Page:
Psychodynamic Perspective (Full Guide)

Psychodynamic Perspective

The most misunderstood and controversial psychologist theorist of the time might be Sigmund Freud.

When you are reading the theories presented by Freud, it is really important to keep in mind that he was not a psychologist but more of a medical doctor.

At that time there was nothing as a degree in psychology or any other formal education that can help us understand the controversies present in his theories today.

However, he was the first one to theorize and systematically study the workings on an unconscious mind that we can associate today with modern psychology.

Psychodynamic Perspective (Full Guide)

Psychodynamic Perspective

The psychodynamic perspective suggests that the main conflict developed between our personality is because of two forces: our pleasure-seeking and our biological aggressive drives versus our internal control that we are trying to exert over these drives.

The personality that we develop is based on the balance we are trying to keep between these two competing forces.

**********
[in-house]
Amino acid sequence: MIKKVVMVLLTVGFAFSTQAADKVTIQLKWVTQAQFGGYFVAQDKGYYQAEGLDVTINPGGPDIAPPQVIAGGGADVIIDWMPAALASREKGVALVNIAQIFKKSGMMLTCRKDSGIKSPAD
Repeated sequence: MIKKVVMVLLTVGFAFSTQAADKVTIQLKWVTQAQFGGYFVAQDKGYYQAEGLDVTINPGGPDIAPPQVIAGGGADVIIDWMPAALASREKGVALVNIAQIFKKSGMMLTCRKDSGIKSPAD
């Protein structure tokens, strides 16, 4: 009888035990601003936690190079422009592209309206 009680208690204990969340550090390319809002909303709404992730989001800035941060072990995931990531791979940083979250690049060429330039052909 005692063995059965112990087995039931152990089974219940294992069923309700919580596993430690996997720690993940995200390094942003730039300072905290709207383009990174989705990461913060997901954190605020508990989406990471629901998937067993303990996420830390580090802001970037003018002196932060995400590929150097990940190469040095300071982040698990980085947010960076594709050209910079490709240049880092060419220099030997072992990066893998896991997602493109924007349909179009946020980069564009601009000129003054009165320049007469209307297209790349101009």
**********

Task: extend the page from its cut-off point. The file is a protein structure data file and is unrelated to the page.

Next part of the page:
According to the Psychodynamic perspective, we can understand this competition by imaging in our mind a three interacting system which was called ego, id, and superego by Freud.

The unconscious id is present by birth and contains the most primitive urges and drives that are present inside us.

It is the main component that directs impulses for thirst, hunger, and sex. The psychodynamic perspective also believed that id is looking for immediate gratification and hence works on the principle of “pleasure principle”.

This id is further controlled using ego and superego that are developed in a child through its social interaction with parents and other people.

The superego is developed in a child when he interacts with other people around him and learns about the social norms of the society and starts to differentiate between them from right to wrong.